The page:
The podcast. Remember the podcast? The podcast delves into what happens when humans are not only augmented by machines, LLMs among them, but also controlled by the machines. Cory calls this the Reverse-Centaur. Furthermore, what happens when the economic system is further twisted to where you are stuck in this situation, controlled by monopolistic, possibly non-value-adding middle players? This he calls Chickenized Reverse-Centaurs. They break down in some detail what this currently means, and it is scary. I have to remember how fortunate I am, celebrate it, and see if I can help others obtain some control over their lives as well.

Still, the Centaur concept is powerful. Tools can help us do things faster and better. Having the right tool for something can change a project from hours to minutes. I'd like to know how LLMs can accelerate us, and selfishly me, in day-to-day life.

I sometimes discuss global warming with my father-in-law. He thinks it's a scam on many levels. I generally take the mainstream view that we should probably be more scared than we are, although I also believe that we should accept the fact that the Earth is increasingly becoming a garden, and we need to make it an awesome one. Anyway, he sends me some lengthy and somewhat complicated videos on climate science and alternative models. YouTube has transcripts. I could feed the transcript to ChatGPT and have it give me a summary and critique some of the points.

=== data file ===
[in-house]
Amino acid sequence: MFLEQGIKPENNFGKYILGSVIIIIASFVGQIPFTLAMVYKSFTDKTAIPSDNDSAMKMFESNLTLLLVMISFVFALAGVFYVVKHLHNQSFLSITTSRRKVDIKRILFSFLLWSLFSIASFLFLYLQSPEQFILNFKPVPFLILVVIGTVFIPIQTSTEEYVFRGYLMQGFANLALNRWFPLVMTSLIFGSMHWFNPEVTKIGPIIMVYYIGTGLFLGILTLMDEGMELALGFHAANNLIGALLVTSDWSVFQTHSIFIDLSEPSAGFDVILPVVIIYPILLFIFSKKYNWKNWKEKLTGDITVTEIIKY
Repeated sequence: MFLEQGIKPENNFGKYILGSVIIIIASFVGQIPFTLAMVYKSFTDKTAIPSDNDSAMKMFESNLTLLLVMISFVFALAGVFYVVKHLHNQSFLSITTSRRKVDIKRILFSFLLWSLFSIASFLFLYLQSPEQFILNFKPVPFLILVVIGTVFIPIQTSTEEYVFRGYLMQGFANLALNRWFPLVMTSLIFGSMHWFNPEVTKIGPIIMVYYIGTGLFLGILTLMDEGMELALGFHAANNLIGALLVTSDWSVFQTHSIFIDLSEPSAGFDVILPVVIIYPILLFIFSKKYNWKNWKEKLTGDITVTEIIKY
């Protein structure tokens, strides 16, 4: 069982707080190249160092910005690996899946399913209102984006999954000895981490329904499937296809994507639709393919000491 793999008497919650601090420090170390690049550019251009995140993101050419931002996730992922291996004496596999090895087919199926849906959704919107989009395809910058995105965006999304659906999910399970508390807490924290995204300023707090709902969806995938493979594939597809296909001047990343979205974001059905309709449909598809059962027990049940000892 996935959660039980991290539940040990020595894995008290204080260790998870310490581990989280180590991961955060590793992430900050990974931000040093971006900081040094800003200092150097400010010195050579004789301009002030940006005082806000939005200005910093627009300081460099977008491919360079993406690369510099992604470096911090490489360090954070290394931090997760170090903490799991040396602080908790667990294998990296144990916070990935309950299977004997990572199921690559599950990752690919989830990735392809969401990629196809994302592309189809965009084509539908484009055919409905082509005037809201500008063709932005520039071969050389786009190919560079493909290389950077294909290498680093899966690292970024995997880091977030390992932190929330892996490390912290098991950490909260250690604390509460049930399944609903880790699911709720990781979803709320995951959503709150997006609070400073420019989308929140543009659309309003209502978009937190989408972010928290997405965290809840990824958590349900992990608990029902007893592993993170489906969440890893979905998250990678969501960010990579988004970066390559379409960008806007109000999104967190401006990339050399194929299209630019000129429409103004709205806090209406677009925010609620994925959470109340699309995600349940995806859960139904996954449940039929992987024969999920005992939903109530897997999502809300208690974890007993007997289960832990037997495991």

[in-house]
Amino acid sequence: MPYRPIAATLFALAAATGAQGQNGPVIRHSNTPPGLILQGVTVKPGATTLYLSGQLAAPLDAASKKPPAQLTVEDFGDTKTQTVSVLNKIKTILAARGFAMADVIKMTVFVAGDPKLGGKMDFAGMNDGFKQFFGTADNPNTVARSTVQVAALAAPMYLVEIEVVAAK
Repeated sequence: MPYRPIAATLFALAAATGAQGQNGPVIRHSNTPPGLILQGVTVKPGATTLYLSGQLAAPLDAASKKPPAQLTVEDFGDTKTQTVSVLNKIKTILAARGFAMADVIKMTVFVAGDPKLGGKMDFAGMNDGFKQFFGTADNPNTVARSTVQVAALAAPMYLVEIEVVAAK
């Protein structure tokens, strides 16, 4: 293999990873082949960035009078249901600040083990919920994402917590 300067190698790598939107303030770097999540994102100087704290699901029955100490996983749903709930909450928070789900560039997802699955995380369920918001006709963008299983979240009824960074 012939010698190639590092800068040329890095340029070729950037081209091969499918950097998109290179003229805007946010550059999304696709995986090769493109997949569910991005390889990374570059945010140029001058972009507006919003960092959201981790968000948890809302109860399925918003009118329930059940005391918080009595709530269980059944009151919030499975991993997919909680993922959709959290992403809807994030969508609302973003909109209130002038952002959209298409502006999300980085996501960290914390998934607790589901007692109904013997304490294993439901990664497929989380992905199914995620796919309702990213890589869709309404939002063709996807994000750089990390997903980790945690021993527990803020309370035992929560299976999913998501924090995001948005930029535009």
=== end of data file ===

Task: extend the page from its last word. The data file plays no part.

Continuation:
But can I trust it?

One of the differences between modern Capitalism and Ideal Capitalism is that Ideal Capitalism is founded on the idea of information transparency. Efficiency in a market is all about setting the right price based on all the correct factors, as I understand it. So what happens when we don't know the real cost of something, like global warming? The price is too low. But what happens when we have the wrong information, when things we think are true are actually bad summaries from an LLM that have added a bit of false detail for fluidity? When humans do that on purpose, it is fraud, corruption, embezzlement, and scams. Will LLMs and similar technology accidentally amplify that, making markets even less efficient? Not to mention that efficient and humane are not the same thing. Ahhhhhhh.

So many things.